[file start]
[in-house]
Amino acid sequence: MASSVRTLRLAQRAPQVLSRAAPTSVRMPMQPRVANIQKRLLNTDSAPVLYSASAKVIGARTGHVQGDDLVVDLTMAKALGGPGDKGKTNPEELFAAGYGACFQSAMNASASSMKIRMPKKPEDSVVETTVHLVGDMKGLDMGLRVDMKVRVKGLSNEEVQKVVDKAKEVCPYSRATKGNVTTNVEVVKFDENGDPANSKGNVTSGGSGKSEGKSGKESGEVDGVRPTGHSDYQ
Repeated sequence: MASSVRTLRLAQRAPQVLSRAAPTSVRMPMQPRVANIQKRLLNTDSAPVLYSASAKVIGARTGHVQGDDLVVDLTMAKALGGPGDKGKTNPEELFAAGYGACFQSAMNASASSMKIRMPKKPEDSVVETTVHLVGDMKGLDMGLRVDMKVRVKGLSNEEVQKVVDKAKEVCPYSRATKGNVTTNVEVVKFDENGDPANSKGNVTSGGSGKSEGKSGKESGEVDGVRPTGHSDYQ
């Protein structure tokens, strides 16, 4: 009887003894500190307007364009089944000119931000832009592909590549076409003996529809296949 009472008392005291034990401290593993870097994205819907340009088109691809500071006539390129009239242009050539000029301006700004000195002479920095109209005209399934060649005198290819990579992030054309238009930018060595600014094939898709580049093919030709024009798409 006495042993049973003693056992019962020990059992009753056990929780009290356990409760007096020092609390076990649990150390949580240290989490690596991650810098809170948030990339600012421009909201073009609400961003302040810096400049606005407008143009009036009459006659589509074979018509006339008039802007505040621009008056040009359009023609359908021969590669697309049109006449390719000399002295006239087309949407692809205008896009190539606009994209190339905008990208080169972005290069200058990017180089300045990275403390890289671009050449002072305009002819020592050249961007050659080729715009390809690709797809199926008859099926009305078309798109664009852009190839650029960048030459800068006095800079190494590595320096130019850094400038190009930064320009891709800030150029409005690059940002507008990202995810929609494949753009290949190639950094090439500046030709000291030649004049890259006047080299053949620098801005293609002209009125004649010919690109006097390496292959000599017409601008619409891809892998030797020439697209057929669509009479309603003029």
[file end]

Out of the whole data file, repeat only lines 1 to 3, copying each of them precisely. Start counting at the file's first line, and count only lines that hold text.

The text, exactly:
[in-house]
Amino acid sequence: MASSVRTLRLAQRAPQVLSRAAPTSVRMPMQPRVANIQKRLLNTDSAPVLYSASAKVIGARTGHVQGDDLVVDLTMAKALGGPGDKGKTNPEELFAAGYGACFQSAMNASASSMKIRMPKKPEDSVVETTVHLVGDMKGLDMGLRVDMKVRVKGLSNEEVQKVVDKAKEVCPYSRATKGNVTTNVEVVKFDENGDPANSKGNVTSGGSGKSEGKSGKESGEVDGVRPTGHSDYQ
Repeated sequence: MASSVRTLRLAQRAPQVLSRAAPTSVRMPMQPRVANIQKRLLNTDSAPVLYSASAKVIGARTGHVQGDDLVVDLTMAKALGGPGDKGKTNPEELFAAGYGACFQSAMNASASSMKIRMPKKPEDSVVETTVHLVGDMKGLDMGLRVDMKVRVKGLSNEEVQKVVDKAKEVCPYSRATKGNVTTNVEVVKFDENGDPANSKGNVTSGGSGKSEGKSGKESGEVDGVRPTGHSDYQ